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Ultrasound Evaluation of Changes in Diaphragm Induced by Osteopathic Manipulative Techniques

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ClinicalTrials.gov Identifier: NCT02801058
Recruitment Status : Completed
First Posted : June 15, 2016
Last Update Posted : June 17, 2016
Sponsor:
Information provided by (Responsible Party):
Simone Scarlata, Scarlata, Simone, M.D.

Tracking Information
First Submitted Date  ICMJE June 9, 2016
First Posted Date  ICMJE June 15, 2016
Last Update Posted Date June 17, 2016
Study Start Date  ICMJE September 2015
Actual Primary Completion Date December 2015   (Final data collection date for primary outcome measure)
Current Primary Outcome Measures  ICMJE
 (submitted: June 9, 2016)
Assessing the change in diaphragm mobility induced by osteopathic treatment [ Time Frame: 15 min ]
Original Primary Outcome Measures  ICMJE Same as current
Change History
Current Secondary Outcome Measures  ICMJE
 (submitted: June 9, 2016)
Assessing the correlation between osteopathic manual evaluation of diaphragmatic motion and ultrasound measures of mobility [ Time Frame: 15 min ]
Original Secondary Outcome Measures  ICMJE Same as current
Current Other Pre-specified Outcome Measures Not Provided
Original Other Pre-specified Outcome Measures Not Provided
 
Descriptive Information
Brief Title  ICMJE Ultrasound Evaluation of Changes in Diaphragm Induced by Osteopathic Manipulative Techniques
Official Title  ICMJE Ultrasound Evaluation of Changes in Diaphragmatic Motion and Contractility Induced by Osteopathic Manipulative Techniques: a Prospective, Randomized, Double Blinded, Case vs Sham vs Control Clinical Trial.
Brief Summary

A wide number of osteopathic techniques focusing on diaphragm have been proposed but, although systematically and efficiently used, there is a general lack of evidences able to clarify how and to which extent osteopathic manipulative treatment (OMT) on diaphragm is effective and determines a modification in muscles contractility and motion as well as an objective determination of the benefit on the patients receiving treatment.

This study therefore aims at investigating whether, and how, a single session of selected osteopathic diaphragmatic techniques are able to affect muscle motility and thickness, assessed by ultrasounds, in a sample of healthy subjects and to compare results versus a group receiving a sham therapy and another one of non-treated subjects.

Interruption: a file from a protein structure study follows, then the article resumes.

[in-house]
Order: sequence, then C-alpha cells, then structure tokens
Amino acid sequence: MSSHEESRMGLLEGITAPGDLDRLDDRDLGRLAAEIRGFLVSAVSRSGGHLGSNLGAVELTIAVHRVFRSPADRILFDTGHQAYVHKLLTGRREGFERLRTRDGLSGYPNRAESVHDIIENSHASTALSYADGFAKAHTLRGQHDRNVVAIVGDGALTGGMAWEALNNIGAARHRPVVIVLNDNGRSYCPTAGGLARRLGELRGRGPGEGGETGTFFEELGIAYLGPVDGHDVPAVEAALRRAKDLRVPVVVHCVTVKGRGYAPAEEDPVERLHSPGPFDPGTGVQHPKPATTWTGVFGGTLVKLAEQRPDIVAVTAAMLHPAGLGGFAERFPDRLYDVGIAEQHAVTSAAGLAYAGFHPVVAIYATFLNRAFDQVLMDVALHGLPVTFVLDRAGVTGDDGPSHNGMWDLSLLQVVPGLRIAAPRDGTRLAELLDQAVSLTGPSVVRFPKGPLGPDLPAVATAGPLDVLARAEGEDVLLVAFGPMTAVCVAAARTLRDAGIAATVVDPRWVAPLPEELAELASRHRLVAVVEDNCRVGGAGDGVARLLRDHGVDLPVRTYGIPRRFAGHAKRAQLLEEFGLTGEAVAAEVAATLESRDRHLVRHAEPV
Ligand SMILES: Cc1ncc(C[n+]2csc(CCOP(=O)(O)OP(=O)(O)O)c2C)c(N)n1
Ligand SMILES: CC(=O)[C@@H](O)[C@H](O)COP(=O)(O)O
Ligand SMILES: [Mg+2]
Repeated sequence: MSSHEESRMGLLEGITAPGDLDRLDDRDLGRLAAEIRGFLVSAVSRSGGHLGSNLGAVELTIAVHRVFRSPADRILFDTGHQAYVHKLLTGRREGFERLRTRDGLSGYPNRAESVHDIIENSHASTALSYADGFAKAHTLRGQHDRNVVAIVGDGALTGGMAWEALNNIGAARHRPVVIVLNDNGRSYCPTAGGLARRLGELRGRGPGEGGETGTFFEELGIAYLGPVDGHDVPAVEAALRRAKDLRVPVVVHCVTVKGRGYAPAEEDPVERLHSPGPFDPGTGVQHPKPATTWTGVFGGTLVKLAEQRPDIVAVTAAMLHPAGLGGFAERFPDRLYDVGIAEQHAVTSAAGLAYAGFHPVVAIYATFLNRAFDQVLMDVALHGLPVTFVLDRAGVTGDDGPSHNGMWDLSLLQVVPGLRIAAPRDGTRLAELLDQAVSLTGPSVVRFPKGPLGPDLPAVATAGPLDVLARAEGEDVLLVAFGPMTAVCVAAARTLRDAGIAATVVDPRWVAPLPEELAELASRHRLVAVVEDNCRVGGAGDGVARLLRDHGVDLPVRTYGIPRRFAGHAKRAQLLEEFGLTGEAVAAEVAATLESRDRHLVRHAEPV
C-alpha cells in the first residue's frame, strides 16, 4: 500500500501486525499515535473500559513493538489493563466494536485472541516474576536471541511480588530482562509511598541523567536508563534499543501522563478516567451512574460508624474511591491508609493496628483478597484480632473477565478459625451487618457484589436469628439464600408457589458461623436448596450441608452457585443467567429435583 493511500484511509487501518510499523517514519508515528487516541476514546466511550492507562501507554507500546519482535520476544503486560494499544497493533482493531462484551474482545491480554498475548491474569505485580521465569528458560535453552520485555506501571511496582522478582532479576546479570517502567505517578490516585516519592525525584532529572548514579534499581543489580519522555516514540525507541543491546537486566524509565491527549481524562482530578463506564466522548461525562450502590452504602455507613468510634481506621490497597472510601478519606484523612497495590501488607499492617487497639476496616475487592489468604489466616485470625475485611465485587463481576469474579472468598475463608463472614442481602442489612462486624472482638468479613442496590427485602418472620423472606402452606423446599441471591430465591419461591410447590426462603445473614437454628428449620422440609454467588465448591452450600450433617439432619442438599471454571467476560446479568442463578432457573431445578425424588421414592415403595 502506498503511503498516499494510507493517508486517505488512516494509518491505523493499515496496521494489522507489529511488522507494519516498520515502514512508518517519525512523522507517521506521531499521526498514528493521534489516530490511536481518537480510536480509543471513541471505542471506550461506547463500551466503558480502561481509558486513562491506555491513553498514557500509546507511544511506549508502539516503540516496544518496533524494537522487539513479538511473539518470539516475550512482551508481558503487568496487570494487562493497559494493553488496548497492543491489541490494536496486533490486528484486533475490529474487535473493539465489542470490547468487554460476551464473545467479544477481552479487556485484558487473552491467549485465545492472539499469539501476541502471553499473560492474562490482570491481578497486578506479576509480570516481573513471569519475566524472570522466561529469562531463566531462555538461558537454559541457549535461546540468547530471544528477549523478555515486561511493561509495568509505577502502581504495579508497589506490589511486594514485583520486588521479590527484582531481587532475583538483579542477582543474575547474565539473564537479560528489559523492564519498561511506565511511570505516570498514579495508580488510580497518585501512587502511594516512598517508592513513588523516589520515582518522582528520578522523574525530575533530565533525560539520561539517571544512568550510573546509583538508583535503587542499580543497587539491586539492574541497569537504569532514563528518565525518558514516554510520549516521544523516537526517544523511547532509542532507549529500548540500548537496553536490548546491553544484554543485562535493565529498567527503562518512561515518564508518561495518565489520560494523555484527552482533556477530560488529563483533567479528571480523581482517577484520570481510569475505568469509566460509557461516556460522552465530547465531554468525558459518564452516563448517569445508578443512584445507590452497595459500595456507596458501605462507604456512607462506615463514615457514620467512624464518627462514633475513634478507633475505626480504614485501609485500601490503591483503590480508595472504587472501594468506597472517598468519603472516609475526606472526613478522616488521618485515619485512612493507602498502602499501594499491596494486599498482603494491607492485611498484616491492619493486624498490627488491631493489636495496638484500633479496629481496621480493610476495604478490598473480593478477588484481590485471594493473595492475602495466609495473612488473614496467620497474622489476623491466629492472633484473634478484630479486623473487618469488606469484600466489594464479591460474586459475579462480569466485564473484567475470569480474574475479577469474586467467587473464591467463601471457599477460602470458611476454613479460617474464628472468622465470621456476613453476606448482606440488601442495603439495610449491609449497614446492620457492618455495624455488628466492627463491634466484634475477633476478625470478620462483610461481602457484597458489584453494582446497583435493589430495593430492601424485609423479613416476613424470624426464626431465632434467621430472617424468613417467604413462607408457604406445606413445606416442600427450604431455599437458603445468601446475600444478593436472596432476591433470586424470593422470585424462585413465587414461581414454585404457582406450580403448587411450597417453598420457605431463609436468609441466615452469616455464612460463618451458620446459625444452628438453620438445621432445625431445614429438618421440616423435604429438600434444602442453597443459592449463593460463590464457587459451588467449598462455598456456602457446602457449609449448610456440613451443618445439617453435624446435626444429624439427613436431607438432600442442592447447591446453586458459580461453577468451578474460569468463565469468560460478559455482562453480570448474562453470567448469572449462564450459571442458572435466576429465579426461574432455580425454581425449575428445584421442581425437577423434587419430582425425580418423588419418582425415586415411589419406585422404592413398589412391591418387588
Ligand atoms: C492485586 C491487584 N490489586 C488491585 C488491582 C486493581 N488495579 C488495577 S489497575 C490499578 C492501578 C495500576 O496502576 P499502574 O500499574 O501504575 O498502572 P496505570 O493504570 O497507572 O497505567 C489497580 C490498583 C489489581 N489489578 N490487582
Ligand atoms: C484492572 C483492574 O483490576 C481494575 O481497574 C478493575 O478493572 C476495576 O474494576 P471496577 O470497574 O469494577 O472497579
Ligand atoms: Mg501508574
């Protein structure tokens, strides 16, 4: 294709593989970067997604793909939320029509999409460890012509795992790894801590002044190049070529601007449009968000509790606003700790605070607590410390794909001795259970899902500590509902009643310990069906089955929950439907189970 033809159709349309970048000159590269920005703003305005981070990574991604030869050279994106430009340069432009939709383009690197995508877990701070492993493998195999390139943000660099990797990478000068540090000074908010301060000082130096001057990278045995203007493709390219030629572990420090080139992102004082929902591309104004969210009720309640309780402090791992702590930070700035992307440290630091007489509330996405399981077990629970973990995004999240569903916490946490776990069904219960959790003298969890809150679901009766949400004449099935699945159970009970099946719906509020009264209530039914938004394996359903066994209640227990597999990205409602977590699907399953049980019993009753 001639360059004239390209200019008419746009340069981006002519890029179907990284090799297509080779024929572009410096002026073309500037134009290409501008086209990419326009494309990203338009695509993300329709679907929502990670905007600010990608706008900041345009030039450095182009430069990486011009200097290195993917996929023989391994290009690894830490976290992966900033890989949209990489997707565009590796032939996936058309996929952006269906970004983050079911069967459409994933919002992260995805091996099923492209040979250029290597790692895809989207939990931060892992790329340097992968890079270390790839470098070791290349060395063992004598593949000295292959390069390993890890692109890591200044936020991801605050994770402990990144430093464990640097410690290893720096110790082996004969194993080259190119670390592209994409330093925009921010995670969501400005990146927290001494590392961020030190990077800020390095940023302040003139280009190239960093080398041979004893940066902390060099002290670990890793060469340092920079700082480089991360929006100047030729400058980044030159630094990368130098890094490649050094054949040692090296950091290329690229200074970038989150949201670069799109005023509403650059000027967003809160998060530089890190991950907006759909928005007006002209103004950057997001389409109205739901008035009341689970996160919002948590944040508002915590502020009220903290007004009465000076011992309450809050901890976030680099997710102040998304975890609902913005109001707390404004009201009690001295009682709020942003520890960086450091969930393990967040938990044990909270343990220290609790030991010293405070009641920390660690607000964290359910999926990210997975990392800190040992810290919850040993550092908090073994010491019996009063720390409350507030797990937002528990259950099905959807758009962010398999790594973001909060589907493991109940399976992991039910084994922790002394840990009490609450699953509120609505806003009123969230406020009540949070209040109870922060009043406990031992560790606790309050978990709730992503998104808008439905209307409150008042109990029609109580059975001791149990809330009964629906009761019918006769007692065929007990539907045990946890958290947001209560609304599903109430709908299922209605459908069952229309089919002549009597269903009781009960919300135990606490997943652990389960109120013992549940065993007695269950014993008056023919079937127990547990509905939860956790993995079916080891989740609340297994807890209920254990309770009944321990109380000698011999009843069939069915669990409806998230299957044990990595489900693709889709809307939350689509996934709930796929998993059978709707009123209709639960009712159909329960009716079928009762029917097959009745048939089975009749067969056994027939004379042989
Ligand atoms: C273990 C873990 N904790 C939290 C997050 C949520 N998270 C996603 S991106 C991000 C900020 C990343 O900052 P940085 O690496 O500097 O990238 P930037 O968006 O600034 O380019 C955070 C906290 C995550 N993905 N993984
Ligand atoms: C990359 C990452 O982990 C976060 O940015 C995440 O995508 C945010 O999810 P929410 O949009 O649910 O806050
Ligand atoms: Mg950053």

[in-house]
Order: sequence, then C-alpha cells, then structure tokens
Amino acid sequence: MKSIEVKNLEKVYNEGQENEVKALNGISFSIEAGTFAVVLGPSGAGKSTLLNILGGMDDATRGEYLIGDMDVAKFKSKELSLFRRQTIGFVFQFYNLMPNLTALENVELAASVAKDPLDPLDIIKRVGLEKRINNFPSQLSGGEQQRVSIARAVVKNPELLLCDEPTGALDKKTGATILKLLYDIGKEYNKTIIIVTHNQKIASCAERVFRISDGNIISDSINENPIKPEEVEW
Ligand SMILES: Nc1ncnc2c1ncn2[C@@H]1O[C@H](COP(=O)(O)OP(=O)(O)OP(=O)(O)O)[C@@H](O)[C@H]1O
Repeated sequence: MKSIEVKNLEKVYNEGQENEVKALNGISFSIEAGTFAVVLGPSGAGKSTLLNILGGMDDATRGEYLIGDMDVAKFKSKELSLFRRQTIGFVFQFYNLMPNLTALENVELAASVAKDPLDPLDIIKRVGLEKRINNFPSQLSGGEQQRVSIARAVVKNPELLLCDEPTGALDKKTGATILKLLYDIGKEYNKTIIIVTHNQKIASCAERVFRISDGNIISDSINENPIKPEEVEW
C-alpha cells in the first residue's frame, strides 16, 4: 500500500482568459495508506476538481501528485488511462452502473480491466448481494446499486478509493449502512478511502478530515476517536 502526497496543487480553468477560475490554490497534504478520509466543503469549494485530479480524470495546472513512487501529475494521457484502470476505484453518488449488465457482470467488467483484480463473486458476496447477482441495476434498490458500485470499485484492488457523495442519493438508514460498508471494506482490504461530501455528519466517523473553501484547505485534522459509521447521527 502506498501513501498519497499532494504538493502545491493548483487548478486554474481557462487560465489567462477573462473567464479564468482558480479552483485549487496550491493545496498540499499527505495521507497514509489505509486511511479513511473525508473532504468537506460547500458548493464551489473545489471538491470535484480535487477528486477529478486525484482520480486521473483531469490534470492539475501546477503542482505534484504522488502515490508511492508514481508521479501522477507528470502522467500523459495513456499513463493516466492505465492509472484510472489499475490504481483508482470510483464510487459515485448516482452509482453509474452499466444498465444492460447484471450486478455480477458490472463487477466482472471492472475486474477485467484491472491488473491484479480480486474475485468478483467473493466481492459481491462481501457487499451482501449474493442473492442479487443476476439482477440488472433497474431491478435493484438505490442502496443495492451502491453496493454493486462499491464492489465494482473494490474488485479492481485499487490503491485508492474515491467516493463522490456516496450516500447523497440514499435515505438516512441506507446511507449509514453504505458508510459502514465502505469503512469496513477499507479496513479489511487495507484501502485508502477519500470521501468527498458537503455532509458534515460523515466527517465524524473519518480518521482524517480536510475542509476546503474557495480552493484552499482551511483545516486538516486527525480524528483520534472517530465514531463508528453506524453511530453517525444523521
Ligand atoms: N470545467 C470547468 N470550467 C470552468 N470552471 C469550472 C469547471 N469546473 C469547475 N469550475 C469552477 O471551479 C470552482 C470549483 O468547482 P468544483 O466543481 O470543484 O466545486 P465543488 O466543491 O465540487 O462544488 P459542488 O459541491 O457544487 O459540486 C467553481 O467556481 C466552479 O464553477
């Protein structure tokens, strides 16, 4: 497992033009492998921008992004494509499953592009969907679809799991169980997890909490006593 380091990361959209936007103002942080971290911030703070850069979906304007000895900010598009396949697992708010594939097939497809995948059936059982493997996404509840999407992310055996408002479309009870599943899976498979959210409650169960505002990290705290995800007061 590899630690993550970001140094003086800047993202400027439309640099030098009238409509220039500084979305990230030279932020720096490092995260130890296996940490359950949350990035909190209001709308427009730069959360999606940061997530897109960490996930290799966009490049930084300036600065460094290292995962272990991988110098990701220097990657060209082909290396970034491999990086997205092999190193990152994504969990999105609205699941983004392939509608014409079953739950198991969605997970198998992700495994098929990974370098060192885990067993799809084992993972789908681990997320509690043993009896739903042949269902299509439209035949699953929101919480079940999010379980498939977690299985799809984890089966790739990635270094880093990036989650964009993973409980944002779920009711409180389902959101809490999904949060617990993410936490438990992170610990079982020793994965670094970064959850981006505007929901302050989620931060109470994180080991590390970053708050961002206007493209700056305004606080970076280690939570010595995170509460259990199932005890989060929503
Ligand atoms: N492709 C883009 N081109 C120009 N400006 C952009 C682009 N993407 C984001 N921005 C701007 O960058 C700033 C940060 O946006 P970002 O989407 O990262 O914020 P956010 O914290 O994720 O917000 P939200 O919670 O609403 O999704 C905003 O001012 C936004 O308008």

Detailed Description

Introduction The diaphragm is the dome-shaped sheet of muscle and tendon that serves as the main muscle of respiration and plays a vital role in the breathing process. Also known as the thoracic diaphragm, it represents an important anatomical landmark that separates the chest, from the abdomen.

Indeed, the diaphragm muscle extends from the trigeminal system to the pelvic floor, passing from the thoracic diaphragm to the floor of the mouth. Apart of its anatomy and related anatomical connections, the abdominal diaphragm has been proved to develop many other pivotal relationships: neurologic, vascular and lymphatic, fascial connections The complex anatomic and bio-mechanic structure of thoracic diaphragm, as well as its widespread influences and interactions with both contiguous and more distant areas of the human body, provide a robust rationale for an osteopathic and manipulative approach.

Traditional osteopathy, as presented by the Canadian College of Osteopathy, is defined as: "A natural medicine which aims to restore function in the body by treating the causes of pain and imbalance. To achieve this goal the Osteopathic Manual Practitioner relies on the quality and finesse of his/her palpation and works with the position, mobility and quality of the tissues." A wide number of osteopathic techniques focusing on diaphragm have been proposed but, although systematically and efficiently used, there is a general lack of evidences able to clarify how and to which extent osteopathic manipulative treatment (OMT) on diaphragm is effective and determines a modification in muscles contractility and motion as well as an objective determination of the benefit on the patients receiving treatment.

In a recent study da Silva and colleagues compared manometry pressures of the lower esophageal sphincter before and immediately after osteopathic intervention in the diaphragm of subject with gastroesophageal reflux founding a positive increase in the pressures soon after osteopathic treatment ; however, the estimation of the impact of OMT on diaphragmatic activity was indirect and did not provide any information about changes in motility and contractility; in another large double-blinded, randomized, controlled trial, four hundred and six hospitalized subjects with pneumonia were randomized to receive conventional care only, light touch treatment or OMT, including the doming technique of the diaphragm, in adjunction to conventional treatment for pneumonia. Authors found a significantly shorter length of stay in the OMT and light touch groups vs controls but, once again, they were not able to provide any causal relationship between OMT and diaphragmatic activity . Finally, the effect of OMT in COPD patients has been investigated with contrasting results: in a study on 35 subjects OMT protocol consisted of seven standardized osteopathic manipulative techniques including indirect myofascial re-doming of the diaphragm was compared with sham therapy. Interestingly, results suggest an overall worsening of air trapping during the 30 minutes immediately following one multi - technique OMT session relative to the sham group . Under an indirect point of view, this result favors a role of OMT in diaphragm mobility reactivation, since it may be related to a dynamic hyperinflation-like mechanism promoting air trapping. On the other side another study demonstrated an improved lung function in severely obstructed subjects with COPD following OMT. Thanks to the new hand-held ultrasound instruments, the morphology and function of the diaphragm can be assessed in different settings, such as outpatient clinic, pulmonary function test laboratory, hospital department and intensive care unit, and under different conditions. Ultrasonography is the only non-invasive, non-ionizing imaging technique widely available to directly assess diaphragmatic function. Two different sonographic approaches permit the assessment of muscle thickening in the zone of apposition and excursion of the dome of the diaphragm.